Emerging Company Profile: With a new partner in Eli Lilly, Anima Biotech and its disruptive technology that controls protein translation is starting to make waves as it urges the industry to see the light.
Anima Biotech Inc. is a pioneer of translation control therapeutics, a new class of drugs that control protein translation. It is led by Yochi Slonim, a software and technology entrepreneur by background and a convert to the excitement of the biotech business.
When Slonim was introduced to the idea of translation control therapeutics 12 years ago, he had just sold his third software company and was looking for ways to reinvest into start-ups that were looking at big problems, not just solving issues for banks or insurance companies. He was introduced to biotech by Zeev Smilansky, his co-founder in the company, by an idea for creating drugs for undruggable diseases and was so fascinated by the idea that he became the seed investor in the company.
Smilansky’s big idea was to cause ribosomes to broadcast light pulses as they assemble the protein. Light pulses from within the ribosomes that will show in pictures, or even videos, when, where and how much of any target protein they are making. “That was a fascinating idea, the light coming out of the ribosomes, and I was imagining images that would look like the Milky Way on a cloudy night, you can look and see in clouds of light how the ribosomes are producing the proteins,” Slonim told Scrip.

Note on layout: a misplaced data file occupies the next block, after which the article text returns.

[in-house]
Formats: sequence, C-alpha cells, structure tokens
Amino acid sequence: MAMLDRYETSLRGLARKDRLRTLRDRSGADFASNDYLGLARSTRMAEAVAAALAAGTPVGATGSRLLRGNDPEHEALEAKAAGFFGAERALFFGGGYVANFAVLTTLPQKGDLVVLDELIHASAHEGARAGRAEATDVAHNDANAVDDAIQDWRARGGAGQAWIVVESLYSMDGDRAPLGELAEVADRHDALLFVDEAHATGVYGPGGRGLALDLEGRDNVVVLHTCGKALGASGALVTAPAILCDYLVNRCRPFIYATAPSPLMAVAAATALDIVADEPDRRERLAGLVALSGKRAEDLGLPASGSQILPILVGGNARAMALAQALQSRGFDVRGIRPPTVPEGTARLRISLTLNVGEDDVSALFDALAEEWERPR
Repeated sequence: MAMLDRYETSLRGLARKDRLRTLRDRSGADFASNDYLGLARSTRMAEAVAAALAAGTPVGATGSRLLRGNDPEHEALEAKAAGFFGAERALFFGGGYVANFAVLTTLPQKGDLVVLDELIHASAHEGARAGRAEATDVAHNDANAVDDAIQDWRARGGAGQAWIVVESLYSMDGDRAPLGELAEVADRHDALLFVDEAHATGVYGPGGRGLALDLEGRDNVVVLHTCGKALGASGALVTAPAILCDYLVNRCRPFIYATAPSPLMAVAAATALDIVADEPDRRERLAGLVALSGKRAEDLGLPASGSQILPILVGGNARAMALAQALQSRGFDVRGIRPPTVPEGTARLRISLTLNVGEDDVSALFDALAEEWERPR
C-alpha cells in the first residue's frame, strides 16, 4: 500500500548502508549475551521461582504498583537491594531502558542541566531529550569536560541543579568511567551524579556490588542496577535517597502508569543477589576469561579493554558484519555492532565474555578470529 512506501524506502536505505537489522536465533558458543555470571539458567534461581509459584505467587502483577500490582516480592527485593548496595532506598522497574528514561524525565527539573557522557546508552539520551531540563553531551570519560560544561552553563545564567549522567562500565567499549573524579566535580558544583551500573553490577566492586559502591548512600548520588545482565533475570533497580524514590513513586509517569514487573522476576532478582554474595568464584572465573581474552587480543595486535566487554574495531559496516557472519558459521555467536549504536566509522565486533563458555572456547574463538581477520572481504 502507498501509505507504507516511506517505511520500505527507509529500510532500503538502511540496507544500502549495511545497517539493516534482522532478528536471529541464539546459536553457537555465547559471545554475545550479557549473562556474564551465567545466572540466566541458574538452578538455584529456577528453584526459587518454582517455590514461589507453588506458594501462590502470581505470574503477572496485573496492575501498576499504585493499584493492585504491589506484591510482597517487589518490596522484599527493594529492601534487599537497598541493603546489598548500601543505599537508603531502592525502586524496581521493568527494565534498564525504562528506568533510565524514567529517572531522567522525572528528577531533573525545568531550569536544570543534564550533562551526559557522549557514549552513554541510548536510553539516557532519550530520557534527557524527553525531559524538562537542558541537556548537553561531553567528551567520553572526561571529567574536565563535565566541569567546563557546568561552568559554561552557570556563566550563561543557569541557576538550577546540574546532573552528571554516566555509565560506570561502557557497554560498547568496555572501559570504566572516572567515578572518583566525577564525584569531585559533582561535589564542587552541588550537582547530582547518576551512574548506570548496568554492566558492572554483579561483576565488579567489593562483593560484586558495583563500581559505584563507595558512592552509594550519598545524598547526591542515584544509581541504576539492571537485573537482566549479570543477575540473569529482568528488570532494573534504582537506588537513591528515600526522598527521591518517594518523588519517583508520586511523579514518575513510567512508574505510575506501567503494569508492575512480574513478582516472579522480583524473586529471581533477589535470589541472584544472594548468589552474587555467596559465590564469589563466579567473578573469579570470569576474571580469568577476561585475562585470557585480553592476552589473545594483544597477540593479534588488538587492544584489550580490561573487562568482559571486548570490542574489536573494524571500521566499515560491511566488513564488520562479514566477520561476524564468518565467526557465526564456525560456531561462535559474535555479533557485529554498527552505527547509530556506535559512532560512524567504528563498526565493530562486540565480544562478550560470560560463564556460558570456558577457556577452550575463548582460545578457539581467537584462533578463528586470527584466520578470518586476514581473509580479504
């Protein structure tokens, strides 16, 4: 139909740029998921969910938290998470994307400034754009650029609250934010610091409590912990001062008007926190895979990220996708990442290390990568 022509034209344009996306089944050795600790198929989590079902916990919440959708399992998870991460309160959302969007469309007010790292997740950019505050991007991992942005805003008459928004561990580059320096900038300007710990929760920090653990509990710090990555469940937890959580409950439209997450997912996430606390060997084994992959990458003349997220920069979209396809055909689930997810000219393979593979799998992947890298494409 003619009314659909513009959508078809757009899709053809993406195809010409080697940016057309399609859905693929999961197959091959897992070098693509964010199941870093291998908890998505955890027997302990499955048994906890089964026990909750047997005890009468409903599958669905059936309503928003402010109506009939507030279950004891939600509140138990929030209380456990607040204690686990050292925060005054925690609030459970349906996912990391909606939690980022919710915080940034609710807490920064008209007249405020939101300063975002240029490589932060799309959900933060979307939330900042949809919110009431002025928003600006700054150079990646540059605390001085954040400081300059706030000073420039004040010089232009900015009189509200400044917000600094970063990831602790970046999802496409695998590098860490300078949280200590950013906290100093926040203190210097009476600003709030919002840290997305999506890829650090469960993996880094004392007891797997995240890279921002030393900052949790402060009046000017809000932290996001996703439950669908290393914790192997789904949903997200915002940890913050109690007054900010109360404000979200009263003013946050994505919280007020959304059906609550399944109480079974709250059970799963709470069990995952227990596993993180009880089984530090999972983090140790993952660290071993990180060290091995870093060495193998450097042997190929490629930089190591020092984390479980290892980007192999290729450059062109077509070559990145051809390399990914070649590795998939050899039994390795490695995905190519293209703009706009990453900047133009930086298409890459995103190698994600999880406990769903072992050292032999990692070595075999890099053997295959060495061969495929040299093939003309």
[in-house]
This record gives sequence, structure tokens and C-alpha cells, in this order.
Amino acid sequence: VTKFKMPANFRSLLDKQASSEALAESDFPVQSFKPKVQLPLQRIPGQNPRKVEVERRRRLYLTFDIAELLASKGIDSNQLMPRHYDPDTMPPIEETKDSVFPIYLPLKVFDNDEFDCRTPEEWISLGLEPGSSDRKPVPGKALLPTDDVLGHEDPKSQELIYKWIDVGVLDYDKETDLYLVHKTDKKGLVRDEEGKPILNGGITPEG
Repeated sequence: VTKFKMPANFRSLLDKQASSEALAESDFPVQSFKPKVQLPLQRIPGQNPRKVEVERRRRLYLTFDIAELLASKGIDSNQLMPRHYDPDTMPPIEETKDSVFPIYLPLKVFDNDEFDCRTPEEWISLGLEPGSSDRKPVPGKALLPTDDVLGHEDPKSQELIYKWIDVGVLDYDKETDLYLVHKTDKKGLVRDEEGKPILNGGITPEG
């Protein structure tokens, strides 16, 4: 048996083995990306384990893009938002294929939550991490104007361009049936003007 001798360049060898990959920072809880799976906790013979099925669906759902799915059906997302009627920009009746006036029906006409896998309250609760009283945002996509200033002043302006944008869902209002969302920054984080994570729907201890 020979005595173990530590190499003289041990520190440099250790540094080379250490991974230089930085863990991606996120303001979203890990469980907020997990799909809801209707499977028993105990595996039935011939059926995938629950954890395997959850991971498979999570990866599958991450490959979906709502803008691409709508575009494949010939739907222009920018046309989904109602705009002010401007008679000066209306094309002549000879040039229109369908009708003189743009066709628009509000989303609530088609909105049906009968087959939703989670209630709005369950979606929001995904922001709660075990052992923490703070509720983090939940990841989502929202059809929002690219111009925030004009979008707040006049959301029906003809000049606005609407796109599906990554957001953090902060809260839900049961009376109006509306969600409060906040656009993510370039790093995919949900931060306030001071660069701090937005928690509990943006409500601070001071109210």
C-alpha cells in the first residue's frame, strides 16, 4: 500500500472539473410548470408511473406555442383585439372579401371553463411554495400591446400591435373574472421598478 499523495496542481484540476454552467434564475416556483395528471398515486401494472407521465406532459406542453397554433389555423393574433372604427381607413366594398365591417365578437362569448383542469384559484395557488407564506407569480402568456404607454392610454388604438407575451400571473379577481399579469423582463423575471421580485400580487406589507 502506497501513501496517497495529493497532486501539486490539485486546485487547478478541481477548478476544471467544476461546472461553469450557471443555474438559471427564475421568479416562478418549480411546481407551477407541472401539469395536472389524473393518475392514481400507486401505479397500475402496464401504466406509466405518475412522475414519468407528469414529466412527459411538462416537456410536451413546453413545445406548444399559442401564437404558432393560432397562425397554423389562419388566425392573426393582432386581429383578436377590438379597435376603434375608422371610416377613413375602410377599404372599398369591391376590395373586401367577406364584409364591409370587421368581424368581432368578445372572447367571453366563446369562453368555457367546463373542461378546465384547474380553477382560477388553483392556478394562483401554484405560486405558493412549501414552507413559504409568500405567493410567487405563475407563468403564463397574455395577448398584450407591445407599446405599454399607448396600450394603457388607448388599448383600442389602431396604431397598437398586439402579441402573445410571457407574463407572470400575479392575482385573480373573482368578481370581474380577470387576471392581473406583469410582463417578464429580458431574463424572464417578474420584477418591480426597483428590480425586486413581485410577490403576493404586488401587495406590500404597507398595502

When the ribosomes produce the protein, the process shows as glowing light . A screening system is then put in place whereby Anima tries out hundreds of thousands of molecules, inserted into the cells to see if these have any effect on the light. If a certain molecule increases or decreases the light, this is controlling the production of that protein.
The molecules do not bind to the protein, however, but they find a way to control the protein’s production indirectly by targeting the regulatory mechanisms around mRNA translation. It is not just about the amount of light, it is also about the location of light. For example, in neuroscience, there is a huge importance attached to where the proteins are made.
Anima initially collaborated with the biochemistry lab at the University of Pennsylvania, because they had certain technologies that were relevant to that challenge. Anima built a completely automated screening system around that core technology, which shows the translation of the proteins through light coming out of the ribosomes. For each 100,000 compounds, about 50 million images are generated and each image gives 70 different parameters that are sampled out of the image. “This gives you billions and billions of data points that, through machine learning and artificial intelligence technologies and image processing analysis, we are basically coming up with the images that show you the active compounds; the hits, the ones that control the light,” explained Slonim.
Anima’s technology is capable of visualizing and monitoring the production of any protein in living cells, in real time, and to identify and discover compounds that control the production in a specific way. Specificity is important here, Slonim said, because to harness this technology it is imperative to know if you can control one protein or all the proteins in the cell. "You want compounds that do not have many side effects and our technology can tell us what other proteins’ production is impacted by a given compound," he explained.